You Must Remember This: Dubrovnik & The Architecture of Survival:

“It’s something you really have to see” is one of those redundant phrases often thrown at would be travelers. The phrase usually denotes some site that is so incredible or otherworldly that it ends up as a “must see.” These places have become part and parcel of “bucket lists” a pop culture phrase for places you have to see before you die. I have been to plenty of these sites, sometimes because they were so called “must-sees” and sometimes out of curiosity. In many cases I’m glad I saw these places, but I could care less whether I ever see them again.

A view of Dubrovnik from the old city walls - truly a must see

A view of Dubrovnik from the old city walls – truly a must see

The Eiffel Tower As A Non-Impression
For instance, the Eiffel Tower is a legendary “must see” but that’s not why I went to Paris, far from it. Nonetheless, since I was already in Paris, I felt compelled to go walk around the world renowned monument. I decided not to go up in it, the tower is not all that tall and the view, while probably impressive, did not seem worth the bother or expense.  I can’t say I’m better or worse off for my Eiffel Tower experience. It did not change my life. It did not alter my opinion of Paris or France for that matter. It’s just something I have done and probably will never do again. The Eiffel Tower left me not with a lasting impression, but instead with a single phrase, “I’ve seen it.” Now I am able to definitively say “I was in Paris!” and people I do not care about will believe me. Does this really matter, only if I’m looking to impress social gatherings or co-workers with what might be defined by polite society as a higher level of sophistication?

Dubrovnik – Historical Beauty & Historical Novelty
There are some must-sees though, that have attained their status not by virtue of popular exaltation, but because they hold an intrinsic value that speaks across the ages. And that brings me to Dubrovnik that famed walled medieval city. Set astride the craggy coastline of southern Croatia, scenically buffeted by the bright blue, sun kissed Adriatic Sea. The city has become increasingly popular. It has been given a permanent place on “bucket lists.” With Croatia’s recent entry into the European Union its popularity is likely to grow even more in the years to come. Dubrovnik is truly a must see, not to check it off any list and certainly not to impress your social circle (especially in the United States where hardly anyone is even aware of its existence).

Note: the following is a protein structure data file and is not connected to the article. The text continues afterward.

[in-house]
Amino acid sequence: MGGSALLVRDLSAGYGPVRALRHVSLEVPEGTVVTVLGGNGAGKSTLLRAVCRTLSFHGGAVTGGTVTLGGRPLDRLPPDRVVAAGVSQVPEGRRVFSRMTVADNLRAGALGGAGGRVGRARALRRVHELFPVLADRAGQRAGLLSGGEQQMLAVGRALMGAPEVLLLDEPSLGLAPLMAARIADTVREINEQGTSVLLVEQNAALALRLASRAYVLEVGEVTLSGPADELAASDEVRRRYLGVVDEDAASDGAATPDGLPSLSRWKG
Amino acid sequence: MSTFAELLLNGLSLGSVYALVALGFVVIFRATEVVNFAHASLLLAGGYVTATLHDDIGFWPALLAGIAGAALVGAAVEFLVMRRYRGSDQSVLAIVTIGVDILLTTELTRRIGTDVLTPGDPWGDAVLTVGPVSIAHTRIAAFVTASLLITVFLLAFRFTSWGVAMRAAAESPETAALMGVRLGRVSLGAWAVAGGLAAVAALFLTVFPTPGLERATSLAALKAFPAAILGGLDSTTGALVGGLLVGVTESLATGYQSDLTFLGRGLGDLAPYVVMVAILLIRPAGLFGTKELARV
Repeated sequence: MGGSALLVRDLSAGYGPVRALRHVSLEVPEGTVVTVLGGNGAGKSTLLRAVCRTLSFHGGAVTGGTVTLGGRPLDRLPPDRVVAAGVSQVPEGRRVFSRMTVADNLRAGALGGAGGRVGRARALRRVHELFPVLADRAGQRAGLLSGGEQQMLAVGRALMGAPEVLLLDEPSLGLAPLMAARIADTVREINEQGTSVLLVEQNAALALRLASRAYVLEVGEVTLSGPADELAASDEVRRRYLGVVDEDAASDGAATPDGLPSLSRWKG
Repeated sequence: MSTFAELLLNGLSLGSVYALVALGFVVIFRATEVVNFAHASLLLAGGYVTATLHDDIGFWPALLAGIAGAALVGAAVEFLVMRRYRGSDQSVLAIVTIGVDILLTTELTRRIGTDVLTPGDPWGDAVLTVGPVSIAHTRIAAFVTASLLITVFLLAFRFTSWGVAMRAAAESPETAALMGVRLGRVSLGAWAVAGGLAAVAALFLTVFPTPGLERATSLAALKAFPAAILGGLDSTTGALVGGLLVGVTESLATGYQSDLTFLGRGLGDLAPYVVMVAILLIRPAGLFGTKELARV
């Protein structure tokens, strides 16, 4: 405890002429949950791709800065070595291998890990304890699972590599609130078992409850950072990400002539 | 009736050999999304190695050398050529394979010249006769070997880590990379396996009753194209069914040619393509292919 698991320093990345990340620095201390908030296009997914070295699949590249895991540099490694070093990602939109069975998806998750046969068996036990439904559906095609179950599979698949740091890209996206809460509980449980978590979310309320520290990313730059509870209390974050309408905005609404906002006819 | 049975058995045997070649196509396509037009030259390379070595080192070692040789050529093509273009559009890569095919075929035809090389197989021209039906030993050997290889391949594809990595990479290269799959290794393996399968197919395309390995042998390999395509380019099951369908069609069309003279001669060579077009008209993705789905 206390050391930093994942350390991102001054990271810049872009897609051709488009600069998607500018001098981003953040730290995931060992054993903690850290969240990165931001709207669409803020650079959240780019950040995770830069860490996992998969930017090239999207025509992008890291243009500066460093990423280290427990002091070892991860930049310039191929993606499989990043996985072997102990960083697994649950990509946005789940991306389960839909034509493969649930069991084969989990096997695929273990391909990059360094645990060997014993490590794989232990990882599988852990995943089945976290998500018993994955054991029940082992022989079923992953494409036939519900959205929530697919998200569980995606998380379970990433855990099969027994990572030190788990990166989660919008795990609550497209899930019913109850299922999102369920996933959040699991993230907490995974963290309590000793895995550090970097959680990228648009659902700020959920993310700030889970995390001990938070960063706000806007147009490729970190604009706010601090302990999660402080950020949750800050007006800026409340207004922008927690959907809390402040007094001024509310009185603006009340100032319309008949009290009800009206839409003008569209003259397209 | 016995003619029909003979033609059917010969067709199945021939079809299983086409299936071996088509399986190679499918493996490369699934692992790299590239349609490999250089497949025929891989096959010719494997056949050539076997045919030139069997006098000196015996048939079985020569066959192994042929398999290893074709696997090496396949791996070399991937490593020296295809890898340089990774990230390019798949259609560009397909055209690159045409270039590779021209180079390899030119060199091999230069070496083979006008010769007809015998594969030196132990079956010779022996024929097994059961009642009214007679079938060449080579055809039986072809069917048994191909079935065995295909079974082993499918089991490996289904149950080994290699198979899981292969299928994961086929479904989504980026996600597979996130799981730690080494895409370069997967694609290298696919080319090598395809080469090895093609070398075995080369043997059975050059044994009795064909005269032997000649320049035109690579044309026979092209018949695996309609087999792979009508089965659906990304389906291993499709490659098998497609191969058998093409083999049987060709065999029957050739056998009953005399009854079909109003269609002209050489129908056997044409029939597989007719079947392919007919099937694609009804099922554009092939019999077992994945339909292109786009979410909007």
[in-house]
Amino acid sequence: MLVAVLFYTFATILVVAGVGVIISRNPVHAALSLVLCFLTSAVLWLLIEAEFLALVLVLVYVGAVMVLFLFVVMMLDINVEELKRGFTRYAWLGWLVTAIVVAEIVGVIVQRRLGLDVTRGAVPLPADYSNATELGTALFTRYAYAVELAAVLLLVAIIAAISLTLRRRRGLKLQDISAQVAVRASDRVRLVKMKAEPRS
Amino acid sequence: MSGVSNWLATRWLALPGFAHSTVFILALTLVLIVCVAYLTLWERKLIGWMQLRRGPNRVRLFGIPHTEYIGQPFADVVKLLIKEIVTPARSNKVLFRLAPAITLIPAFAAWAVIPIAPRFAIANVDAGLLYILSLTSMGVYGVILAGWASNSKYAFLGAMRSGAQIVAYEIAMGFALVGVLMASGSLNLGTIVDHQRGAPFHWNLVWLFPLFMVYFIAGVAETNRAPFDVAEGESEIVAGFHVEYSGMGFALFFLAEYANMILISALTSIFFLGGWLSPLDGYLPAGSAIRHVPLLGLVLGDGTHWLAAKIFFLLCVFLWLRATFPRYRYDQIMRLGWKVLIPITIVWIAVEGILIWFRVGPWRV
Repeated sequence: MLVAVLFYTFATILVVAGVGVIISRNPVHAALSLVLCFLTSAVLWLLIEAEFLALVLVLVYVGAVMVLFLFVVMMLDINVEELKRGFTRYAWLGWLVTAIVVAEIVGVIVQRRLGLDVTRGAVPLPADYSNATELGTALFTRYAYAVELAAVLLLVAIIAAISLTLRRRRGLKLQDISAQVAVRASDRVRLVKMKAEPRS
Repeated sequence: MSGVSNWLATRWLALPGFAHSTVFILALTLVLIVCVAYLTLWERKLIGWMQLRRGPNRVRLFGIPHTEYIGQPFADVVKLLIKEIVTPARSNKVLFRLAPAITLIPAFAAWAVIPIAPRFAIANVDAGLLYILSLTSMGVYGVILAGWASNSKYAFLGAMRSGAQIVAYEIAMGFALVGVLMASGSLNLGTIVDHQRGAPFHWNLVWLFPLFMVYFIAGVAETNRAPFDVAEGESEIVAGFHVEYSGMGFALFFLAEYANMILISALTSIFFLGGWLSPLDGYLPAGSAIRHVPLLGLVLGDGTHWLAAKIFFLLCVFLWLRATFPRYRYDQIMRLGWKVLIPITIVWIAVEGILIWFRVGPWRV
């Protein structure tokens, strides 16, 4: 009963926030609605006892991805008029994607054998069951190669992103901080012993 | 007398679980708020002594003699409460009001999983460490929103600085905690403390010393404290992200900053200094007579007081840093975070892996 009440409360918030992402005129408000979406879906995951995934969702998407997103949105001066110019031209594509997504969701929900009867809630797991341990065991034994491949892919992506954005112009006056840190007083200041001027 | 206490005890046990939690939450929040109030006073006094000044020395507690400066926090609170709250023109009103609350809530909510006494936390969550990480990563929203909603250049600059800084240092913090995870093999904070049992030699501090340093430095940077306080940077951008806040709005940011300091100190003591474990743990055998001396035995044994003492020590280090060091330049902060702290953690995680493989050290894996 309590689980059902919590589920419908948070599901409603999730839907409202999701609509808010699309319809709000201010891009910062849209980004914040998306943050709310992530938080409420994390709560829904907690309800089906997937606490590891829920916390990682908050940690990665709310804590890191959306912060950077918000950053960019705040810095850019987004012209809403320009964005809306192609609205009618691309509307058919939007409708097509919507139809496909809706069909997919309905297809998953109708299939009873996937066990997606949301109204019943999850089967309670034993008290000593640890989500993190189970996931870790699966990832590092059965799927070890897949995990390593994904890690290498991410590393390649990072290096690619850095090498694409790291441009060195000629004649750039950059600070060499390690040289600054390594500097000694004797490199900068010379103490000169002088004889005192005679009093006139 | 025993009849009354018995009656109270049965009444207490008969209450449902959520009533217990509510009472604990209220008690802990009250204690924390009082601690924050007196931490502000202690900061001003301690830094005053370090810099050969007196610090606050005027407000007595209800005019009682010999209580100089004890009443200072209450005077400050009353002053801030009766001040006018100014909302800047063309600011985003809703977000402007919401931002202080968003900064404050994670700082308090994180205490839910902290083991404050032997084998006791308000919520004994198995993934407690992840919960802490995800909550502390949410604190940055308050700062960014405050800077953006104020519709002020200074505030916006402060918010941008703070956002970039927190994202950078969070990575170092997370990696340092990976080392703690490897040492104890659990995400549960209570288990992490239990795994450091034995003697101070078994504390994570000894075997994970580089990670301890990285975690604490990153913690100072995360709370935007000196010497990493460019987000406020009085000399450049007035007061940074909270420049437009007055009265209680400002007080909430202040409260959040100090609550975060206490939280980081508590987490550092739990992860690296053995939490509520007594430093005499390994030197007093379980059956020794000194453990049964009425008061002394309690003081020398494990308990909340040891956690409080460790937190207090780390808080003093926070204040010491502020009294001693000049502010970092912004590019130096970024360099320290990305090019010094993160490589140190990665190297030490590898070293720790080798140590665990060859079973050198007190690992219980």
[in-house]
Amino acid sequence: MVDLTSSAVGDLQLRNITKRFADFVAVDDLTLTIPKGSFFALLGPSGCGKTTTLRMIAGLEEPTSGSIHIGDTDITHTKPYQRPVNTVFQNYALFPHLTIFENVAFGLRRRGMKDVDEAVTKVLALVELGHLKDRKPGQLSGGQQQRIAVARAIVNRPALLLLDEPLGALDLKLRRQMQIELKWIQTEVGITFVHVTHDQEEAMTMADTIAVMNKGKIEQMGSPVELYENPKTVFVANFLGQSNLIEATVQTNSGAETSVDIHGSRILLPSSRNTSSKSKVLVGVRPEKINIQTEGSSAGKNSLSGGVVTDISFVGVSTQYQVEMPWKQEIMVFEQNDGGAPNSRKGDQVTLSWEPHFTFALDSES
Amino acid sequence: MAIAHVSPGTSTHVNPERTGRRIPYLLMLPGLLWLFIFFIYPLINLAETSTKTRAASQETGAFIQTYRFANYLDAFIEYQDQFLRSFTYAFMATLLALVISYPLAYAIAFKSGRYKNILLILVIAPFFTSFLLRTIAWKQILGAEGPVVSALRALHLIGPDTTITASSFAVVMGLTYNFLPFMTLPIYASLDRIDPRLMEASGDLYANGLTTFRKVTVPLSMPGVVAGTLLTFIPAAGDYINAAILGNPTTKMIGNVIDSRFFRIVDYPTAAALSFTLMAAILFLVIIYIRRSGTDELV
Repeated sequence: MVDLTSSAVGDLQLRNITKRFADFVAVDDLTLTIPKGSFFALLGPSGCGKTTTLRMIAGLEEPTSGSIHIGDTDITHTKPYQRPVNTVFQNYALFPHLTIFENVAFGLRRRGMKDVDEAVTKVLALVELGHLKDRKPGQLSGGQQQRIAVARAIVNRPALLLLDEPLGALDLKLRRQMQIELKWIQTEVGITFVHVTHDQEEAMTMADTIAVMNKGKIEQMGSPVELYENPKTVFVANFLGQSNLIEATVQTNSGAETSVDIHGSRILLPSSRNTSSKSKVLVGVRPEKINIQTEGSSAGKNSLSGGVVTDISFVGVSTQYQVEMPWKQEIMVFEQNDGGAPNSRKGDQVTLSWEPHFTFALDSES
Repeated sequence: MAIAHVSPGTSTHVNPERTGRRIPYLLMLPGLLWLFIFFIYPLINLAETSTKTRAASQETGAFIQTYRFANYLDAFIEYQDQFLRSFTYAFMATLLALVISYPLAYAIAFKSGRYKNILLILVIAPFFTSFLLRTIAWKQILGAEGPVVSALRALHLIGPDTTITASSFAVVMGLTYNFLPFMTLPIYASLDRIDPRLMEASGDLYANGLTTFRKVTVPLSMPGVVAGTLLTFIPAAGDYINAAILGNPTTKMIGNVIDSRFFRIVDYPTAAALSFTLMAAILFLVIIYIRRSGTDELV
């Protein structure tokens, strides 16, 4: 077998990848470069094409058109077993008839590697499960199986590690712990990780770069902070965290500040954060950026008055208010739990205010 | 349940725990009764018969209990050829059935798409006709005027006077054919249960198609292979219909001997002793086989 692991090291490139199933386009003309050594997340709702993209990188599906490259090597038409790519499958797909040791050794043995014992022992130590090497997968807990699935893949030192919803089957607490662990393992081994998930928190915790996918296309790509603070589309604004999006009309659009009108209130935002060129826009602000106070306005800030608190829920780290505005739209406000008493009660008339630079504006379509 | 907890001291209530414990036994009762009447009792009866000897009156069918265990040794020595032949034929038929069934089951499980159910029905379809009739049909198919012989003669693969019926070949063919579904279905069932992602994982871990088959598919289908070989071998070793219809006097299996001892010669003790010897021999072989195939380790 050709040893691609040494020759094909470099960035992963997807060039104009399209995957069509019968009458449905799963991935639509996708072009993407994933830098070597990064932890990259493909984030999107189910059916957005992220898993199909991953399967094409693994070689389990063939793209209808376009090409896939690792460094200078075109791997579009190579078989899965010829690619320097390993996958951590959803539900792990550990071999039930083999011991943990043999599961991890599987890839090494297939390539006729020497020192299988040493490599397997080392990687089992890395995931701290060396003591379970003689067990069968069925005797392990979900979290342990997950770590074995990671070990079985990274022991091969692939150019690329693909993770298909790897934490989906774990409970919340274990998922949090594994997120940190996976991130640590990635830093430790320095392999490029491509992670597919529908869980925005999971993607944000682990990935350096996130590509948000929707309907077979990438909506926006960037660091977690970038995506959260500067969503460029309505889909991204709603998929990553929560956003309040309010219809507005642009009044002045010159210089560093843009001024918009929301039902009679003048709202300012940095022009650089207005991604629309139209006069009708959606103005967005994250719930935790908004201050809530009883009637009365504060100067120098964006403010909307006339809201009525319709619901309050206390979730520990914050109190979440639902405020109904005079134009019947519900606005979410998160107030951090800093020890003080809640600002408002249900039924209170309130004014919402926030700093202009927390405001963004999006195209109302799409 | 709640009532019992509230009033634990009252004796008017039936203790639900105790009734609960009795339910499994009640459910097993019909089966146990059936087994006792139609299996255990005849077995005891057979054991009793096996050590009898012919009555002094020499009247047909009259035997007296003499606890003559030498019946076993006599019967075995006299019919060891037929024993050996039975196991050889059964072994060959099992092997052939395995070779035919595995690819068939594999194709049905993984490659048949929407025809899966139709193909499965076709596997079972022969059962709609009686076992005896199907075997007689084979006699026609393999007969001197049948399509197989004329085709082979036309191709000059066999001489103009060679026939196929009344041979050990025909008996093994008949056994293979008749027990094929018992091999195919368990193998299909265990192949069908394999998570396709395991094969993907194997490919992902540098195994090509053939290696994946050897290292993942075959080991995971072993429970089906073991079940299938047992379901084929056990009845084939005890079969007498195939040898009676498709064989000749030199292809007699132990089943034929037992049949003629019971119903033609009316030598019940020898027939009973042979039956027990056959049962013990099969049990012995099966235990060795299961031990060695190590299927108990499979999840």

Dubrovnik should be seen because it is a stunning example of a walled medieval city in relatively pristine shape. The seascape which surrounds it only adds to the aesthetics, stirring the imagination in a manner that only sea, sky and stone can do. It becomes quite apparent to the visitor that Dubrovnik is unique, in the same way that Venice is unique. The city is a historical novelty, both representative and one of a kind, representative in the quality and design of its medieval architecture, one of a kind in the way its structural landscape is integrated with the natural landscape.

Dubrovnik - a seamless integration of natural and historic landscapes

Dubrovnik – a seamless integration of the natural and the historic


Besides its astonishing location, what makes Dubrovnik so special? From a historical standpoint it is the city’s ability to survive. Dubrovnik has survived the ravages of time, nature, war, invaders, republics, empires and nation states. It represents the defiance of fate, as much as it does its own history. Unfortunately, we will never see the many medieval towns that once dotted Europe, in among other places Croatia. They have been bombed, split asunder by earthquakes, fallen into decay, crumbled into ruin and finally, mercifully disintegrated into oblivion.

A window into a medieval past

A window into a medieval past

Perhaps we should look upon Dubrovnik for the real miracle it performs before our very eyes, the miracle of its continued existence. And by its very existence, this singular example acts as a magnificent counterpoint to all that has been lost. There was much, much more of this architecture, this style, this history at one time. Perhaps it was not quite the same, but brilliant in its own way. This past, if discernible at all, is largely composed of ruins. Dubrovnik gives us the power to conceptualize all that we have lost, that which no longer exists and never will so again. This walled city, in resplendent stone seems to be saying, “You must remember this.” History here is an impossible image that can finally be glimpsed, if only for a moment. Dubrovnik allows that glimpse, this is why it is truly a must-see.

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